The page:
The role of EMS at events is multifaceted. As mobile medical first responders, they are often the initial point of contact for medical emergencies. Depending on the event's setup, EMS can act as the primary or secondary medical responder onsite. Their responsibilities include transporting patients within the venue boundaries or to external hospital facilities. Physicians and nurses are often integrated into the EMS team to enhance the breadth and depth of onsite medical care. Physicians have the additional ability to provide immediate treatment, such as advanced wound care or chemical sedation. Many events also practice the treat-and-release model, where paramedics provide treatment independently, and the patient is released back to the event. Previously, this was associated with concern for a high risk of adverse outcomes. However, with physician oversight providing the approval for discharge, this model has been successful.[4] Each member operates within their specific scope of practice, and the roles and expectations for each team member are explicitly defined and communicated before the event to ensure smooth and efficient operations.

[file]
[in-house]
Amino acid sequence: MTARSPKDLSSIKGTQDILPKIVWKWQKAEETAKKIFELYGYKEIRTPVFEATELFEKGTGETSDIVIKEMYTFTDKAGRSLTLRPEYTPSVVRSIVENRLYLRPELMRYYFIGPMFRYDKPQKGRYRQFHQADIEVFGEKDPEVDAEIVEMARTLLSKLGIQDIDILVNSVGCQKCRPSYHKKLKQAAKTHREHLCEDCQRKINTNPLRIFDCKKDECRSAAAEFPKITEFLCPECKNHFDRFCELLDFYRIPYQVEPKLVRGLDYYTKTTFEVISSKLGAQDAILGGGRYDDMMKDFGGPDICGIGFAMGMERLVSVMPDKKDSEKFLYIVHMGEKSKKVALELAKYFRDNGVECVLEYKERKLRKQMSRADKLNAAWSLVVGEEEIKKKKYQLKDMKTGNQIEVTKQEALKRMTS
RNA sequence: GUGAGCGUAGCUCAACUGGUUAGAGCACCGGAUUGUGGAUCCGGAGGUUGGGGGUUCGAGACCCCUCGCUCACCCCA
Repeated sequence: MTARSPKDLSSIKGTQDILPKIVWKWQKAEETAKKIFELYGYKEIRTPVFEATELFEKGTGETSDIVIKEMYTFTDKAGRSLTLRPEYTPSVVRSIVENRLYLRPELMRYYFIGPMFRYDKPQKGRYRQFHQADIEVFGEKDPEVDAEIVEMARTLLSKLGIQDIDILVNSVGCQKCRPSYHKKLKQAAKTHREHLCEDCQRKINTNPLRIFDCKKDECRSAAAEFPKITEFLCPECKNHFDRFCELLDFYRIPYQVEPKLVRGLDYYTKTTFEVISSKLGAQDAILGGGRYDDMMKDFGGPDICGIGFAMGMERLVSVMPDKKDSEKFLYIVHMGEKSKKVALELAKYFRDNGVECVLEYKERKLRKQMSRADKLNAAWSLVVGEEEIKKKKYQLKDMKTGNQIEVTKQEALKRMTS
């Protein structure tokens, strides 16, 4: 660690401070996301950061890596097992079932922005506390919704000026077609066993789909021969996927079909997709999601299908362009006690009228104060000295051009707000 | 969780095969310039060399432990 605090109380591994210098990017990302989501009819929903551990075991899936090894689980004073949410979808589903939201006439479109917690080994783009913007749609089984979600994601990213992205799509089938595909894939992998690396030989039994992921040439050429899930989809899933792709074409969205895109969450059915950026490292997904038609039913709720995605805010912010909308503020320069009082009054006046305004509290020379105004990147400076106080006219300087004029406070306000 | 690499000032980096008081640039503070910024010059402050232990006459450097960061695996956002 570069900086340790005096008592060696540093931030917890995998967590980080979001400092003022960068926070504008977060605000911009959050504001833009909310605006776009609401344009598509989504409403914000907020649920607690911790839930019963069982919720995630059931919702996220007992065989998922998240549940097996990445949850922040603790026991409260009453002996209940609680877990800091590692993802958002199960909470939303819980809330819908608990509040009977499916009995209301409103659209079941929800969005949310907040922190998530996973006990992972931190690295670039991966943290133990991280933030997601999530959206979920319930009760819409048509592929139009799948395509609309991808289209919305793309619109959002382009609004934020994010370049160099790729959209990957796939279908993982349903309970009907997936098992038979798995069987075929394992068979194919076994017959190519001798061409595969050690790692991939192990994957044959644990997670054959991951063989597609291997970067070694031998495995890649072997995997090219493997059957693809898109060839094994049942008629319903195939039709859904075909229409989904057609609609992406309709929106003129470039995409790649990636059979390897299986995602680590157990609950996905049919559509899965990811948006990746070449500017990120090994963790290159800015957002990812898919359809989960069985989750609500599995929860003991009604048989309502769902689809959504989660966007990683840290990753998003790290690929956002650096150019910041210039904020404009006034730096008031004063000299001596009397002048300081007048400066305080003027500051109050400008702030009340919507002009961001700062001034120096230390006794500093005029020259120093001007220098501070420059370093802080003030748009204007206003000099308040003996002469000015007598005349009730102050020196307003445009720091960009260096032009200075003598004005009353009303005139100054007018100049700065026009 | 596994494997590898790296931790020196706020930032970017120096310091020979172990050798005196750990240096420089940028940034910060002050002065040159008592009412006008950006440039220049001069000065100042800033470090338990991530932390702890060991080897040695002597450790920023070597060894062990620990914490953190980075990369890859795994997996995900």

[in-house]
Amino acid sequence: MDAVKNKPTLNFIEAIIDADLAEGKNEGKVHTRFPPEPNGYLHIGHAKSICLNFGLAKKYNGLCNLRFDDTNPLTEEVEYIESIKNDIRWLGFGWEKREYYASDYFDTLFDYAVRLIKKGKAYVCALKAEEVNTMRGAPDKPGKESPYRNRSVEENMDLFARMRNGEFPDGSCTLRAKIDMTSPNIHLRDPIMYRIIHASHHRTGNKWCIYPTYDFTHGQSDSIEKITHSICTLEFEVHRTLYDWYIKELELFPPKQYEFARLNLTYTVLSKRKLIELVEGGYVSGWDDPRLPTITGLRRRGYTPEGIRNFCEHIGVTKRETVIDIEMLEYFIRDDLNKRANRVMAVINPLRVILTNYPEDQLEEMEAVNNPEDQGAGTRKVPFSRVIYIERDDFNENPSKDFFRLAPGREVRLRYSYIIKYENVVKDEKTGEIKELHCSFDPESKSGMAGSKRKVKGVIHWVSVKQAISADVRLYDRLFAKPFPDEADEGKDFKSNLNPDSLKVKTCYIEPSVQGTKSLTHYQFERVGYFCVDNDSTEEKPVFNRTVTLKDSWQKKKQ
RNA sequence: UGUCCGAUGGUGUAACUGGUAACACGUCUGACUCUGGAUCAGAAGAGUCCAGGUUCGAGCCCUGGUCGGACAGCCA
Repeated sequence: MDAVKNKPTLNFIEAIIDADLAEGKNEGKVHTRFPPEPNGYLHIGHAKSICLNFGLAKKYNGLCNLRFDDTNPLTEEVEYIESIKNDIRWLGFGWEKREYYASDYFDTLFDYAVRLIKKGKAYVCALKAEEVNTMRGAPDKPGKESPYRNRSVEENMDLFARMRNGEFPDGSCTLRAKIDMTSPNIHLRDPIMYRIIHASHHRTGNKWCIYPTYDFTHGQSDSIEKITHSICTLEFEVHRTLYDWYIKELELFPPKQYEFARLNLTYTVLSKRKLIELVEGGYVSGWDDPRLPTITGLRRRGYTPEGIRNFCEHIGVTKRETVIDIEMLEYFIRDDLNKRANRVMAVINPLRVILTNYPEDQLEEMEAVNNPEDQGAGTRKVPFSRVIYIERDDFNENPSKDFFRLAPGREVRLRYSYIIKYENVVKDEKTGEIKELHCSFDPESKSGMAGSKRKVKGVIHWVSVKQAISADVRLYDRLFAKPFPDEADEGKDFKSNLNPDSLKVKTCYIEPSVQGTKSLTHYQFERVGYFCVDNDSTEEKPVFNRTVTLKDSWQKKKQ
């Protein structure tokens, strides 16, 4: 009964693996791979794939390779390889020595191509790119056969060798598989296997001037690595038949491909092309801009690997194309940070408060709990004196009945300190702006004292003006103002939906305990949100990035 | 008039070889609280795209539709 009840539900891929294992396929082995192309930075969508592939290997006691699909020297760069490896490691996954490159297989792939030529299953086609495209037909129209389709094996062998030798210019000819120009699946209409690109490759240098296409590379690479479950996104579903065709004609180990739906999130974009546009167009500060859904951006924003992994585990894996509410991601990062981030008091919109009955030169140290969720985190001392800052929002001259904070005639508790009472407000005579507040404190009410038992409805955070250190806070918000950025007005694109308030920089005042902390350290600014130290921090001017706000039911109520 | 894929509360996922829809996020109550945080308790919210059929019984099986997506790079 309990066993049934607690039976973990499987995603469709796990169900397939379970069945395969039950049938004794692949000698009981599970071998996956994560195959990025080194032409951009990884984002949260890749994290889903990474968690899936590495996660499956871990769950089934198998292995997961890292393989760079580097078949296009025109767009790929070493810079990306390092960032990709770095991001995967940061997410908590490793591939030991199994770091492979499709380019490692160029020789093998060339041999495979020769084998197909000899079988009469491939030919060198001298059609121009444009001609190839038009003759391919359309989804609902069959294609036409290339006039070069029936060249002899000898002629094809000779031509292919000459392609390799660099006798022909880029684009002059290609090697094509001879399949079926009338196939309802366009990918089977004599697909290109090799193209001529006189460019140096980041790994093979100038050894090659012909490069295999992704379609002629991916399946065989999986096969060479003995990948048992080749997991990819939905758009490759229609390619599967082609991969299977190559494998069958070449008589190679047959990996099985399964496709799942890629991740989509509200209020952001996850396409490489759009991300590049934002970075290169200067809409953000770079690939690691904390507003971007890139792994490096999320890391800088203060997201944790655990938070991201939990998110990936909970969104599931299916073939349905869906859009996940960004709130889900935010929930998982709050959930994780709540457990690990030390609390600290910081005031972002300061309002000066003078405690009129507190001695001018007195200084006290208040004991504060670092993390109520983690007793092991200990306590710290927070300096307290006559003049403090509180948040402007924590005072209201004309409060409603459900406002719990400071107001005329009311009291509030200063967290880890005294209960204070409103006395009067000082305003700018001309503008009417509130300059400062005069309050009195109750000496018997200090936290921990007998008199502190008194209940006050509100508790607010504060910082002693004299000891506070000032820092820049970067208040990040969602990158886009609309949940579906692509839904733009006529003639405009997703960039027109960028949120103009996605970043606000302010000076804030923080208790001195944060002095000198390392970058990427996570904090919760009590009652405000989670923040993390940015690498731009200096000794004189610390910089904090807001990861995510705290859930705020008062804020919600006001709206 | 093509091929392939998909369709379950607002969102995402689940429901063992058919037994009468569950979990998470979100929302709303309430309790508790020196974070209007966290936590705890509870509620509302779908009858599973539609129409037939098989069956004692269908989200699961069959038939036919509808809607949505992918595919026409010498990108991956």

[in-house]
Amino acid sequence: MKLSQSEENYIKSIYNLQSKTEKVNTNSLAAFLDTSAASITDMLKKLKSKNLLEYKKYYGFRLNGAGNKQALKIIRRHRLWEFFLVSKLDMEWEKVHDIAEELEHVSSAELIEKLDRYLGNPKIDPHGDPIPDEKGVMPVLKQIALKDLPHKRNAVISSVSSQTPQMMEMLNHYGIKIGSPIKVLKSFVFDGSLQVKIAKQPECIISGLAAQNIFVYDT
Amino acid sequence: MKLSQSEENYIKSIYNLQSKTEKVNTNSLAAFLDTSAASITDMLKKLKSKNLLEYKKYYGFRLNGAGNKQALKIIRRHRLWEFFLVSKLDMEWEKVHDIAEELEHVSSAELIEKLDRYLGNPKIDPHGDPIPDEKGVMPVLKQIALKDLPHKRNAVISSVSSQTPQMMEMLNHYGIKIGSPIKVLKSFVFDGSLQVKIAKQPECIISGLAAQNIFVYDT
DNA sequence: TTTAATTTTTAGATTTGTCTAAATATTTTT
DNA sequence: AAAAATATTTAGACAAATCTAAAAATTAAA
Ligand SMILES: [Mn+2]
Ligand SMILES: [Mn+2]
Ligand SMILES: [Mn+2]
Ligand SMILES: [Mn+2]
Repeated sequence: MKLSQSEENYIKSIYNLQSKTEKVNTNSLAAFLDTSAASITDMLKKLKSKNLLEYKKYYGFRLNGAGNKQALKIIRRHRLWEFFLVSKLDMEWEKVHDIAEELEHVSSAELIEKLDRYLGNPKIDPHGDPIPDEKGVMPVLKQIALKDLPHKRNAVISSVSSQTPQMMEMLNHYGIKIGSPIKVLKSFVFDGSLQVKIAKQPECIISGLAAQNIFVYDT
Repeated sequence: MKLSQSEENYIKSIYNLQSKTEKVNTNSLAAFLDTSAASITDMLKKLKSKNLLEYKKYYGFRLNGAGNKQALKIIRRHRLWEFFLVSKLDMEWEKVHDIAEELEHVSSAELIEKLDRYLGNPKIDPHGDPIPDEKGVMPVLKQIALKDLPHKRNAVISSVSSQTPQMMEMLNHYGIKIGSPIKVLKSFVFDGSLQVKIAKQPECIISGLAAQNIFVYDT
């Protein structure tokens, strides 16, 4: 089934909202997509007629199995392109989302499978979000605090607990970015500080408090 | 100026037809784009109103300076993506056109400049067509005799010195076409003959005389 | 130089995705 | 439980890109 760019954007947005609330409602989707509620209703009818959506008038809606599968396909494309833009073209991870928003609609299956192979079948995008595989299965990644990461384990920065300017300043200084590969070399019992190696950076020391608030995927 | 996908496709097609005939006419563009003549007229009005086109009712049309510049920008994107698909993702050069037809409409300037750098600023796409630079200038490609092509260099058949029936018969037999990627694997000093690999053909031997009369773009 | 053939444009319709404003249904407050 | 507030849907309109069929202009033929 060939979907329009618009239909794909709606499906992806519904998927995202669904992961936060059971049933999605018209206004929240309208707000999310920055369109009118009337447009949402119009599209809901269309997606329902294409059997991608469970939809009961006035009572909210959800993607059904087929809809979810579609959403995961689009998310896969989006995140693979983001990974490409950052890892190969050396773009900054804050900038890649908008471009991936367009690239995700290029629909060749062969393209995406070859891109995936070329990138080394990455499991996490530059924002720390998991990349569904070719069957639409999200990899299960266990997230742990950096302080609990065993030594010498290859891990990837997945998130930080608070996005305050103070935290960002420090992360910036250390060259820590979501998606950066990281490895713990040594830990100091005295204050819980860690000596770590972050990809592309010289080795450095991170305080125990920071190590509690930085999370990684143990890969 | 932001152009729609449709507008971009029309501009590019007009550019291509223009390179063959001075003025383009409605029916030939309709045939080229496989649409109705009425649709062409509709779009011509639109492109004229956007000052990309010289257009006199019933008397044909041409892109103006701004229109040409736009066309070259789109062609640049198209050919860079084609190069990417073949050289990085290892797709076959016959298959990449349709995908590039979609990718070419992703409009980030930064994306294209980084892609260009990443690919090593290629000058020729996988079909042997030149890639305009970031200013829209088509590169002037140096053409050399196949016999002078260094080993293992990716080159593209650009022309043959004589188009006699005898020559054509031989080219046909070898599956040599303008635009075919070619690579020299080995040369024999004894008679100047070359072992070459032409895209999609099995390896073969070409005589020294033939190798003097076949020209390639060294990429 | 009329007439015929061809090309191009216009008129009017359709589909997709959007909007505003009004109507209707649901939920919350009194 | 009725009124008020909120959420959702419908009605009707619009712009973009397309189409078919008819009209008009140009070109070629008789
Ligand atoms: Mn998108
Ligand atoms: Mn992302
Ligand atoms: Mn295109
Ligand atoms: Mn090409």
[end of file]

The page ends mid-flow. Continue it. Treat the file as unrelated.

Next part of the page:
Effective communication is paramount to the successful handling of emergencies at events. It facilitates the relay of crucial information and prepares teams for potential MCIs. To ensure continuous and uninterrupted contact, at least two modalities should be in place, typically a combination of phones and radios.[2] This dual-mode contact bridges the gap between medical oversight and field providers and between medical oversight and external local entities like EMS, fire department, 911 dispatch, public safety answering points (PSAP), and emergency departments. It's vital to have a dedicated medical channel, separate from the general event communications, with a preestablished channel specifically for MCIs.


Transport from events involves a multifaceted approach to ensure timely and adequate medical care. ALS/BLS ambulances should be readily available for ground transportation of patients. Air transport becomes viable when the distance to the nearest hospital is considerable or ground transport is delayed due to crowds or traffic. Onsite physicians play a crucial role in making informed decisions about the necessity and severity of transport. Onsite physicians have been shown to reduce ambulance transport by 89%.[13] This expertise aids in preserving valuable EMS and emergency department resources by determining efficient patient disposition and potentially reducing unnecessary transports.